In the patent context, Burchfiel has presented a similar argument, contending that in interpreting several other enumerated congressional powers the Supreme Court has rejected the view that a statement of purpose should be construed to express an implied limit on congressional exercise of the power. [FN180]But in each example he cites, the Court has not held that the statement of purpose places no restriction on the exercise of the particular congressional power. Rather in each instance, the Court adopted an expansive definition of purpose, rather than holding that the purpose places no limitation on the exercise of the particular power.
Moreover, from early in the republic the Court has accepted the view that a statement of purpose is highly relevant in construing the nature and extent of powers granted to Congress. Thus, e.g., in 1824 in Gibbons v. Ogden Chief Justice Marshall stated:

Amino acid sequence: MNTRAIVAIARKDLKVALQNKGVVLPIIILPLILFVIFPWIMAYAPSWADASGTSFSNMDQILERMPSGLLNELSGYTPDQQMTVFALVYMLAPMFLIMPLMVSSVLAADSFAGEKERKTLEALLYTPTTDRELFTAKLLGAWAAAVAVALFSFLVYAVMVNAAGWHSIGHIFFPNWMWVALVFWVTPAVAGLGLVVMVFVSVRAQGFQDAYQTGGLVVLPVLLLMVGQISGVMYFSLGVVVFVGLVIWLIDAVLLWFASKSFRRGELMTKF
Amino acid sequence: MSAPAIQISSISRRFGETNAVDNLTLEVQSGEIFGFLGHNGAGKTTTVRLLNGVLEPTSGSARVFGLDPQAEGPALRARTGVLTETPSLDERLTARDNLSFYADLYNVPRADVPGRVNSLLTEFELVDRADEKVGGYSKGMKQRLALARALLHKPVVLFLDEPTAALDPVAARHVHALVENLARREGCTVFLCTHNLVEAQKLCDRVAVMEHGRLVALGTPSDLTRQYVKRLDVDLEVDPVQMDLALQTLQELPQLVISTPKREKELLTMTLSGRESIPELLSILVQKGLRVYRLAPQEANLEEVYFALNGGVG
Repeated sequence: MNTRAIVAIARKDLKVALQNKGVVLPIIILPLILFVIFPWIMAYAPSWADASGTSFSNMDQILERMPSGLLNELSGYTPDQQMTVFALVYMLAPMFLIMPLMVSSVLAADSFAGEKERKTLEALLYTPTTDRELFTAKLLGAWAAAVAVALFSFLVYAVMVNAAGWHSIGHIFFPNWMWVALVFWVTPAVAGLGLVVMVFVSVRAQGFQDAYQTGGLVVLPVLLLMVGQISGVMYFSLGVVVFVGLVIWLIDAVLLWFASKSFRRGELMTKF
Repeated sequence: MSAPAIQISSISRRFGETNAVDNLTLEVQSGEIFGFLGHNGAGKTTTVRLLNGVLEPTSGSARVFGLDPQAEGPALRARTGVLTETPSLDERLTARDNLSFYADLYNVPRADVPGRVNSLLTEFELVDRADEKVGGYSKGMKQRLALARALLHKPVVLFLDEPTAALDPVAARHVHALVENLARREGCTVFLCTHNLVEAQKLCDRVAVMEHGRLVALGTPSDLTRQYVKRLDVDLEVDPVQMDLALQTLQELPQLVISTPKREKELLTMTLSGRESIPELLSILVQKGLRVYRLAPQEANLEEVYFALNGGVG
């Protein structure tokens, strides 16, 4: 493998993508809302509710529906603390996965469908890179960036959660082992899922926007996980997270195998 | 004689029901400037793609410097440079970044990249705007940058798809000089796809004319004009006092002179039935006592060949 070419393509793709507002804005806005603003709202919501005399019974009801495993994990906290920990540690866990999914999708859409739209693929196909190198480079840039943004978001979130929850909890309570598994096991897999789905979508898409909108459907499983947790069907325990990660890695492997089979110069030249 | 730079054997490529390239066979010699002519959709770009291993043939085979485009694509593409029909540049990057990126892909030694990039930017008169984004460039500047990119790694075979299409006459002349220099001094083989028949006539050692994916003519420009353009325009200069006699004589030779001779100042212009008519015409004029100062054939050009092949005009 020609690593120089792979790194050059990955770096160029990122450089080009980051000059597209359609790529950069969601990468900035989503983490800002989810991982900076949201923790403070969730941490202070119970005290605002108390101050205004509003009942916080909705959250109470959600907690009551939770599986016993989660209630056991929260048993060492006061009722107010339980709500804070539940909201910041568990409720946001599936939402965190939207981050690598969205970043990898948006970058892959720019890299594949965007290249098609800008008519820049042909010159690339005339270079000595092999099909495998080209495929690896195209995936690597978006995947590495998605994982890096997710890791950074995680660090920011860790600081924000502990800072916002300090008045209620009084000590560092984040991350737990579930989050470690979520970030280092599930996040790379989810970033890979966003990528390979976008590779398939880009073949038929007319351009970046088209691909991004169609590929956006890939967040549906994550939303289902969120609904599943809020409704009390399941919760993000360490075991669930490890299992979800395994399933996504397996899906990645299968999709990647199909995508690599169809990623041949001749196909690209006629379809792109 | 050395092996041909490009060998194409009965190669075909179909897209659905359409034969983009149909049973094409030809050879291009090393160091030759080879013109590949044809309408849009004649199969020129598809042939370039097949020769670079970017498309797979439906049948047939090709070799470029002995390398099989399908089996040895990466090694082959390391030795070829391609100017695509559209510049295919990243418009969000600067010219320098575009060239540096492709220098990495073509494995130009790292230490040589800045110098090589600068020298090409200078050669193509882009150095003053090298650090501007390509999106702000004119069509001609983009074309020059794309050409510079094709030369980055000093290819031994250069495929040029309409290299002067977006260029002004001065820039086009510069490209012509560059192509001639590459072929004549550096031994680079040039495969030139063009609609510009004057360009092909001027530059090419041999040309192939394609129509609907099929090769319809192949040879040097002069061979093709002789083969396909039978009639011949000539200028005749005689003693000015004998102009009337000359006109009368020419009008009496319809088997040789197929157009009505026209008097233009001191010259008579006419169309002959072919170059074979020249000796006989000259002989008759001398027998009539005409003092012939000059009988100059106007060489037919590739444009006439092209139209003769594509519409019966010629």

As men, whose intentions require no concealment, generally employ the words which most directly and aptly express the ideas they intend to convey, the enlightened patriots who framed our constitution, and the people who adopted it, must be understood to have employed words in their natural sense, and to have intended what they have said. If, from the imperfection of human language, there should be serious doubts respecting the extent of any given power, it is a well *361
(Cite as: 7 J. Intell. Prop. L. 315, *361)
settled rule, that the objects for which it was given, especially when the objects are expressed in the instrument itself, should have great influence in the construction. . . . We know of no rule for construing the extent of such powers, other than is given by the language of the instrument which confers them, taken in connection with the purposes for which they were conferred. [FN181]